Cognitive Learning Theories

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Cognitive Learning Theories by Mind Map: Cognitive Learning Theories

1. Shared understanding: Independent learning built on social environment and interactions with others in order to understand and apply concepts and ideas

1.1. Lizzette’s stance on cognitive development: It’s a combination of self-governed learning (i.e. homework, centers and reading, etc.) with the influence of an individual’s social environment such as, interacting with adults and peers.

1.2. Zach's stance on cognitive development: independent learning and direct teaching form the foundation of building and recreating schemes

1.3. Sarah's stance on cognitive development: the building blocks that humans need to learn and relate topics and ideas, including rules and social surroundings

2. Jean PIaget

2.1. Behaviorists have done learning experiments with children based on Piaget's Theory (Duckworth, 1979)

2.2. Children learn rules but do not know how or when to apply them (Duckworth, 1979).

2.3. Children build off of what they already know to learn new things. (Duckworth, 1979)

3. Lev Vygotsky

3.1. With the assistance of adults children are able to understand difficult ideas and complete complex tasks. (Ormrod, 2014)

3.2. Children complete difficult tasks by mimicking the intellectual processes of the adults/teachers that are helping them (Gredler, 2011)

4. Application: Age group 14-20

4.1. Piaget Application

4.1.1. Students understand number multiplication. They can solve 5 x 6 = 30, but now they see 5a = 30 and they must use logical steps to figure out that a= 6. The introduction of a non-number requires a different thought process.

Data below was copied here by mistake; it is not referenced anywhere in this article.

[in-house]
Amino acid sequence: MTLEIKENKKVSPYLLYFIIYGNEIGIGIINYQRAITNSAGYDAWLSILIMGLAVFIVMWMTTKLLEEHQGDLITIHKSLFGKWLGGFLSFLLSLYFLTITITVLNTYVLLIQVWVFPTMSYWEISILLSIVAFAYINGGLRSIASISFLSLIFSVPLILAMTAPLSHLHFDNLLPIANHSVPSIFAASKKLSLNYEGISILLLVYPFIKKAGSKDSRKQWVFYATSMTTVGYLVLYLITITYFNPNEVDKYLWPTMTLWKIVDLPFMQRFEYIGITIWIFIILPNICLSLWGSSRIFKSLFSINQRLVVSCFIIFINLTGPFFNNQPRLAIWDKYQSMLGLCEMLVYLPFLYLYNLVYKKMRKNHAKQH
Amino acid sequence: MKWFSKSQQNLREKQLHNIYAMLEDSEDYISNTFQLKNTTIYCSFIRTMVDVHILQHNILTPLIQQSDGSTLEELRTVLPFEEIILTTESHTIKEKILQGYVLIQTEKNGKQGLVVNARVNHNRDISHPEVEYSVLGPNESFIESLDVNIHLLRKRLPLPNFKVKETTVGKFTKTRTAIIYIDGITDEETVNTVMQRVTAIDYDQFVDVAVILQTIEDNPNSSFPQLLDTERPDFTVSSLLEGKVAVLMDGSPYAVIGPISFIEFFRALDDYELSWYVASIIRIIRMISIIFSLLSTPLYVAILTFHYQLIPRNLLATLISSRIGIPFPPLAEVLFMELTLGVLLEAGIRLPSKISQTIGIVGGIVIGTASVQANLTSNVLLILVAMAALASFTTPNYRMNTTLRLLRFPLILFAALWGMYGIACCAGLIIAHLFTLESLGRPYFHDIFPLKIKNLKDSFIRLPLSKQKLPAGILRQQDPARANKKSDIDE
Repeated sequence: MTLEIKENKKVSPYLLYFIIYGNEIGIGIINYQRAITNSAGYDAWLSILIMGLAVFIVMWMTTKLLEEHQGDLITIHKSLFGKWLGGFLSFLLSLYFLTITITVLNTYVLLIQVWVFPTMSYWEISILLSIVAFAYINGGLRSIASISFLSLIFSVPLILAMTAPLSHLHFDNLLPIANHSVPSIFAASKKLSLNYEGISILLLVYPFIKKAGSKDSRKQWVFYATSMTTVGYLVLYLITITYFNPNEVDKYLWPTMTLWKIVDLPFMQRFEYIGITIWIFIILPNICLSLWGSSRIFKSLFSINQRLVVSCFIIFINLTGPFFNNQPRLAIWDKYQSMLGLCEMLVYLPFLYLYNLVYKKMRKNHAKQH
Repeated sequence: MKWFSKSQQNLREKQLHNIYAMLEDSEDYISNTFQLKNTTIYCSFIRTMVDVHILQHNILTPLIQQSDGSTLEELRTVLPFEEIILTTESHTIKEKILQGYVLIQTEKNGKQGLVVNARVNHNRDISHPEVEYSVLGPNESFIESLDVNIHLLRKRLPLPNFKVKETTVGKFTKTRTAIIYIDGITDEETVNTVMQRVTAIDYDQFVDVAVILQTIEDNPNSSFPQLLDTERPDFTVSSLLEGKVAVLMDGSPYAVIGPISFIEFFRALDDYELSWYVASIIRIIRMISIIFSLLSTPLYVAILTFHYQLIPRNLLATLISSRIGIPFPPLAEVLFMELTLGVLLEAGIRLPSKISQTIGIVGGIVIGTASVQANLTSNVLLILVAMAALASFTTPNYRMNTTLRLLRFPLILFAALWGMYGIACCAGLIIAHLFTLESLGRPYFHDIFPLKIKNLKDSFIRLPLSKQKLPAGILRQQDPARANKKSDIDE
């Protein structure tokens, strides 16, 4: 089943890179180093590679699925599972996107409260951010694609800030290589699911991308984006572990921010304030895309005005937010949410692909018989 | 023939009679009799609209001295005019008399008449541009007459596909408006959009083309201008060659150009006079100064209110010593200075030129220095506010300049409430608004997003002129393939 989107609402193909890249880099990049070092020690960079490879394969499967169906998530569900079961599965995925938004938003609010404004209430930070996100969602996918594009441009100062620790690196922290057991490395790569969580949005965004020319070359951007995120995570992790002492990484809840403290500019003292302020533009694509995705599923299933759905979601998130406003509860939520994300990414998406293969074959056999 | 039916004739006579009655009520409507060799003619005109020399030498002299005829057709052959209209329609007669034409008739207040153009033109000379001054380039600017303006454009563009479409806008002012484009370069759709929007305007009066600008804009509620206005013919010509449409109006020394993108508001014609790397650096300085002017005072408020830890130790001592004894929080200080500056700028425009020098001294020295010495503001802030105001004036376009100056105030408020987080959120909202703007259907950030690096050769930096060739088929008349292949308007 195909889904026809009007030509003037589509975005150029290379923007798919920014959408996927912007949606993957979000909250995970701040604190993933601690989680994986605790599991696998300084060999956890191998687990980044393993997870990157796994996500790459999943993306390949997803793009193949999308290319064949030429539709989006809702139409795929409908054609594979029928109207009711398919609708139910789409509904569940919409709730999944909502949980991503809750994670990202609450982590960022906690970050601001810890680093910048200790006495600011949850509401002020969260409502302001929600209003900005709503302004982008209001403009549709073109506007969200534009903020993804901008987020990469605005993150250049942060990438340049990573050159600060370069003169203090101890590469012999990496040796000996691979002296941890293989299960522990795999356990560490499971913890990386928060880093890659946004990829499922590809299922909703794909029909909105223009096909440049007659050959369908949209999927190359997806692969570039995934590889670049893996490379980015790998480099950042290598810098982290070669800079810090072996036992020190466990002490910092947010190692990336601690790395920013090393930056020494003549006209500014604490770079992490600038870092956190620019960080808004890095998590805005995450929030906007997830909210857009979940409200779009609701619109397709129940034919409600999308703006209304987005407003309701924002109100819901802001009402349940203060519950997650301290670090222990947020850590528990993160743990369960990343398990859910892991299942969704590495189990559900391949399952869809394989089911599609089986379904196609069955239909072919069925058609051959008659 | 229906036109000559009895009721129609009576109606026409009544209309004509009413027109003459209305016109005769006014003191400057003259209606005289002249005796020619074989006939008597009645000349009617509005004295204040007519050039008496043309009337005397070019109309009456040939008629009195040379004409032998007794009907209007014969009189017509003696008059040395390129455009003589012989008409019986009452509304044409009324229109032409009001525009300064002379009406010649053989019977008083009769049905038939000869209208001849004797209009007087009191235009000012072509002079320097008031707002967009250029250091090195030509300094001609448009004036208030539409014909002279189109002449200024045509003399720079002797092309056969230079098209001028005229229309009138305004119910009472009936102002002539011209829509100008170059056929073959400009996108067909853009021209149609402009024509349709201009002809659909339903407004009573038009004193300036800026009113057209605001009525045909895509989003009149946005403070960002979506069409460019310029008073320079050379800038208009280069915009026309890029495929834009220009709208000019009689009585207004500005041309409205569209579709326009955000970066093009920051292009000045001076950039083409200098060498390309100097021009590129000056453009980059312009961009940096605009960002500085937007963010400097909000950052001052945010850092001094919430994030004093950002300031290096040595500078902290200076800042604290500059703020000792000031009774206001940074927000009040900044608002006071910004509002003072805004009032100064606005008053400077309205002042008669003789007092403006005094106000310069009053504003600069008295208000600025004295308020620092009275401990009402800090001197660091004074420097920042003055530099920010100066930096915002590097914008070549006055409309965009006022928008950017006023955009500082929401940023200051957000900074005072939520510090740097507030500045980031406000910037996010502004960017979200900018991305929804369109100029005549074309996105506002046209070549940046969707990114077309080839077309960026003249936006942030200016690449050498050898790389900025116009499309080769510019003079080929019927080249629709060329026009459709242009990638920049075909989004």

4.2. Vygotsky Application

4.2.1. In teaching students the English language, the teacher will demonstrate and the student will mimic how to make sounds, mouth shape, and mannerisms in order to effectively communicate

5. 21st Century Learning

5.1. Students have access to technology such as iPads, where they can research and apply the different learning theories. They have limitless access to information.

5.2. Teachers can use online videos via projectors and smart boards to supplement their materials in the classroom

5.3. Teachers can use flipped classrooms to continue the students learning in the ZPD at home, where teachers record themselves onto youtube and students learn the material at home, still with the aid of the teacher

6. Compare/Contrast

6.1. Compare

6.1.1. Piaget and Vygotsky both agree that children learned best from complex tasks that help challenge their abililties.

6.1.2. Vygotsky and Piaget describe how children learn.

6.2. Contrast

6.2.1. Vygotsky's ZPD focuses on school age children compared to Piaget's stages that begin at birth.

6.2.2. Piaget thought that language enhanced cognitive development while Vygotsky thought that language was essential for cognitive growth. (Ormrod, 2014)